The 15th Conference of the Parties (COP 15) on biodiversity intends to adopt a new roadmap for international biodiversity action for the period 2020-2030. On this occasion, a coalition of countries is speaking out in favour of a target of "30% of terrestrial and marine protected areas" by 2030. The focus is now on Africa, which is home to a quarter of the world's biodiversity.
The promotion of protected areas is the main tool available to states to reverse the decline in biodiversity. According to the International Union for Conservation of Nature (IUCN), the notion of protected area refers to a territory where all the legal standards necessary for its conservation are in place. The general philosophy behind the operation of these protected areas is to ensure the maintenance of biodiversity while allowing people to maintain their traditional way of life.
Noting the crisis facing the world’s ecosystems (degradation of natural environments, disappearance of biodiversity, loss of natural resources, etc.), the 15th Conference of the Parties (COP 15) on biodiversity is using protected areas. The negotiations scheduled for 7 to 19 December 2022 in Montreal, Canada, should lead to a framework agreement that will guide international action, similar to the Paris Agreement on climate change signed in 2015.
The framework agreement includes the 30/30 target. A draft global agreement for biodiversity, aiming to convert 30% of the planet into protected areas by 2030. In recent studies, researchers are much more ambitious and estimate that we should aim for around 44% of the planet’s land area, or some 64 million square kilometres, to take real action against the erosion of biodiversity and the ecosystem crisis.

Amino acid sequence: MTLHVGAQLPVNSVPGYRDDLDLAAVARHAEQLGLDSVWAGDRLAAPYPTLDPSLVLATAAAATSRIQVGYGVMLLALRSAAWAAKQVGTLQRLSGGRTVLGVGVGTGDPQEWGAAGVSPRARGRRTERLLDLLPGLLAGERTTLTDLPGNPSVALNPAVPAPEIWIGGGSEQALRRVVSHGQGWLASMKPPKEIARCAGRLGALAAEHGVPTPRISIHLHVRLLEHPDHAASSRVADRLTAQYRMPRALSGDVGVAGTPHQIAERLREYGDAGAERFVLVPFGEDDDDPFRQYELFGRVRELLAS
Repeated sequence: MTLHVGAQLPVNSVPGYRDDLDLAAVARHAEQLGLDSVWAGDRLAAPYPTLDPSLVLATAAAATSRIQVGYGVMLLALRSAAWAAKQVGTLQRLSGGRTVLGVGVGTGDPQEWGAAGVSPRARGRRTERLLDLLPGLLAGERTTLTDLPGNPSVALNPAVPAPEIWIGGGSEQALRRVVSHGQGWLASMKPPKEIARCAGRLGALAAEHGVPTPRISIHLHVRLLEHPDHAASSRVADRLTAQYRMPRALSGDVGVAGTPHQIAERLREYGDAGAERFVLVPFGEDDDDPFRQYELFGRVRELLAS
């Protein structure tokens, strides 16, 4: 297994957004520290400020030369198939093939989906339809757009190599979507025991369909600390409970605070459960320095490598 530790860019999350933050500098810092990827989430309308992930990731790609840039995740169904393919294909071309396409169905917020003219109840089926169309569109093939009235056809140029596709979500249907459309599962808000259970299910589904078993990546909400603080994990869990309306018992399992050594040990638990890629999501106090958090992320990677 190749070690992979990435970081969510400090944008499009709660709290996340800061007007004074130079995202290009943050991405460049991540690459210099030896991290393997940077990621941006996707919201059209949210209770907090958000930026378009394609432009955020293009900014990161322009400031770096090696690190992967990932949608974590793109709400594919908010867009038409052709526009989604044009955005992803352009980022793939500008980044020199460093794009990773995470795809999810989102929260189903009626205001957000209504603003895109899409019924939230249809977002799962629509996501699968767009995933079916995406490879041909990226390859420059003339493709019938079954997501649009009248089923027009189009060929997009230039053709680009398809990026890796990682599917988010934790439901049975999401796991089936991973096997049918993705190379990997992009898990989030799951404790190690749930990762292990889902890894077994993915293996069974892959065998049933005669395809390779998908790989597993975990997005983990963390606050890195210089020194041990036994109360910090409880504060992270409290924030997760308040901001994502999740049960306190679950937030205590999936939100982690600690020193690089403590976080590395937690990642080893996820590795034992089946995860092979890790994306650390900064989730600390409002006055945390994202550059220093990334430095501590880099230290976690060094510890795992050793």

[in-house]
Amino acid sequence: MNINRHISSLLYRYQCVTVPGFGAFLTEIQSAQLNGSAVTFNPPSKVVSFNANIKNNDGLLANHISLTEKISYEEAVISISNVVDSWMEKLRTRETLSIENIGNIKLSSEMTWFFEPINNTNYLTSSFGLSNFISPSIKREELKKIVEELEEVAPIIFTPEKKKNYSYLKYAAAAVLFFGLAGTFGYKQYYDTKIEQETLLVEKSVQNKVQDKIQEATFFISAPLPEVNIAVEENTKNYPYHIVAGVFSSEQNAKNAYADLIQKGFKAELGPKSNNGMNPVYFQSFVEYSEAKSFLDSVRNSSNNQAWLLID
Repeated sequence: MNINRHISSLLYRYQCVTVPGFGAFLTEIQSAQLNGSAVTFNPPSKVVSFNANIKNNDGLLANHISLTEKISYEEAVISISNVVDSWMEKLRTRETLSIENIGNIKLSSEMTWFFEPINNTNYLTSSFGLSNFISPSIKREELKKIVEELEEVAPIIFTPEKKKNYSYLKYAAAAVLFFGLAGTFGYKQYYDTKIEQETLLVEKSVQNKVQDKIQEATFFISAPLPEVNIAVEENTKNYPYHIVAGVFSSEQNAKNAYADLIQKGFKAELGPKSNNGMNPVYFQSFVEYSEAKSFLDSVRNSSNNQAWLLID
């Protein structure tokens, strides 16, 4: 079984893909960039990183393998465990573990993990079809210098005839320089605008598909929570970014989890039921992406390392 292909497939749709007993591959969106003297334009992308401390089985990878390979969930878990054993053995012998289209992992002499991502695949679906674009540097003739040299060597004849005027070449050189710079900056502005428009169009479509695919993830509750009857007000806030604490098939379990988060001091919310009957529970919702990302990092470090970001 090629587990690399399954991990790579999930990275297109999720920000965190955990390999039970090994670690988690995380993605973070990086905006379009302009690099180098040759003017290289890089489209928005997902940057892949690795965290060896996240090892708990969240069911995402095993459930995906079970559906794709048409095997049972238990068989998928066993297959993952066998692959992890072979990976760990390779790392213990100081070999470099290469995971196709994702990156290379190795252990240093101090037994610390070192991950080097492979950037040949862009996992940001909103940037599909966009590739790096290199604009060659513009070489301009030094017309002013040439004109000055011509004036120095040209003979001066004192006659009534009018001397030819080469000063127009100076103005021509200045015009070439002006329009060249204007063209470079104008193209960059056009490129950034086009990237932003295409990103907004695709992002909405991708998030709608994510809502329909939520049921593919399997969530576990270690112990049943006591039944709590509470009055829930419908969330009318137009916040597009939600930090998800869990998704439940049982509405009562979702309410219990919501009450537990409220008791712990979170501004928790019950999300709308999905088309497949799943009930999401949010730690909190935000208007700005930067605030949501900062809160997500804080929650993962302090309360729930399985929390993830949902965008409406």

In addition to the UN’s Aichi Target 11 to protect 17% of the planet by 2020, the estimates in this study are half of those envisaged under the 30/30 target.
In this sense, maintaining Africa’s ecosystems is vital for the planet. Africa is home to a quarter of the world’s biodiversity, according to a report by the United Nations Development Programme (UNDP). The continent is also home to “the largest intact assemblage of large mammals on earth”. A rare biodiversity grouped in the heart of extremely varied landscapes. These landscapes, both marine and terrestrial, include the sand dunes of the Banc d’Arguin National Park in Mauritania, the mangroves of the Casamance in Senegal and the waters of the Bijanos archipelago in Guinea-Bissau.
The African continent is also home to the world’s largest rainforest, after the Amazon. The Congo Basin is not only the “second green lung” of the planet. To protect this major environmental reserve, the states concerned and international experts are seeking to extend the “protected areas”. However, it will be necessary to convince those who see this objective as an obstacle to the deployment of economic development infrastructures.